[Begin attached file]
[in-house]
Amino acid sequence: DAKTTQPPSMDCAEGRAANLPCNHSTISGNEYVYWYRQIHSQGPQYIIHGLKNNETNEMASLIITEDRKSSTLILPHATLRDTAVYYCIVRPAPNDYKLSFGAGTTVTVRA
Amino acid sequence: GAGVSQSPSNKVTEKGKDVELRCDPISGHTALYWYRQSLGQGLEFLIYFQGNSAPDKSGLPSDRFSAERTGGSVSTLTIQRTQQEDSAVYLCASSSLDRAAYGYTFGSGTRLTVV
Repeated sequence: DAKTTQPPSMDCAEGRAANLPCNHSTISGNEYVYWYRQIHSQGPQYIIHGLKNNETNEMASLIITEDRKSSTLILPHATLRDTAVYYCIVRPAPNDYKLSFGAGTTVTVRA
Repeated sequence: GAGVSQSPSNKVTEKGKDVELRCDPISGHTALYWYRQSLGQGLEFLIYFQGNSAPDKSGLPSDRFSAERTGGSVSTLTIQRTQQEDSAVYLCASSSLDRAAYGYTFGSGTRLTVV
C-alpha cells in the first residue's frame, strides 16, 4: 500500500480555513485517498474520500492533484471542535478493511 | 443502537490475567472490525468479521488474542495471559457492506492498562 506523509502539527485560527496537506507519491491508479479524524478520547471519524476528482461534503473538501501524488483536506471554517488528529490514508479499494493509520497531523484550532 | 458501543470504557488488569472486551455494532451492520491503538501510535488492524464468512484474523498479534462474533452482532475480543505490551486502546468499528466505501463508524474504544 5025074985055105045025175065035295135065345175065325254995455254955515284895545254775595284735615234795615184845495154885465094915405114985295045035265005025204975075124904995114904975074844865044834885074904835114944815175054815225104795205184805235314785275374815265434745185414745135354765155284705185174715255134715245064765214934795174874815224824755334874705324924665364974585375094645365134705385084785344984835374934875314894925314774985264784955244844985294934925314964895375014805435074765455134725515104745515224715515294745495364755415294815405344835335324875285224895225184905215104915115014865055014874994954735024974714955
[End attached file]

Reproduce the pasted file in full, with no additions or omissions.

[in-house]
Amino acid sequence: DAKTTQPPSMDCAEGRAANLPCNHSTISGNEYVYWYRQIHSQGPQYIIHGLKNNETNEMASLIITEDRKSSTLILPHATLRDTAVYYCIVRPAPNDYKLSFGAGTTVTVRA
Amino acid sequence: GAGVSQSPSNKVTEKGKDVELRCDPISGHTALYWYRQSLGQGLEFLIYFQGNSAPDKSGLPSDRFSAERTGGSVSTLTIQRTQQEDSAVYLCASSSLDRAAYGYTFGSGTRLTVV
Repeated sequence: DAKTTQPPSMDCAEGRAANLPCNHSTISGNEYVYWYRQIHSQGPQYIIHGLKNNETNEMASLIITEDRKSSTLILPHATLRDTAVYYCIVRPAPNDYKLSFGAGTTVTVRA
Repeated sequence: GAGVSQSPSNKVTEKGKDVELRCDPISGHTALYWYRQSLGQGLEFLIYFQGNSAPDKSGLPSDRFSAERTGGSVSTLTIQRTQQEDSAVYLCASSSLDRAAYGYTFGSGTRLTVV
C-alpha cells in the first residue's frame, strides 16, 4: 500500500480555513485517498474520500492533484471542535478493511 | 443502537490475567472490525468479521488474542495471559457492506492498562 506523509502539527485560527496537506507519491491508479479524524478520547471519524476528482461534503473538501501524488483536506471554517488528529490514508479499494493509520497531523484550532 | 458501543470504557488488569472486551455494532451492520491503538501510535488492524464468512484474523498479534462474533452482532475480543505490551486502546468499528466505501463508524474504544 5025074985055105045025175065035295135065345175065325254995455254955515284895545254775595284735615234795615184845495154885465094915405114985295045035265005025204975075124904995114904975074844865044834885074904835114944815175054815225104795205184805235314785275374815265434745185414745135354765155284705185174715255134715245064765214934795174874815224824755334874705324924665364974585375094645365134705385084785344984835374934875314894925314774985264784955244844985294934925314964895375014805435074765455134725515104745515224715515294745495364755415294815405344835335324875285224895225184905215104915115014865055014874994954735024974714955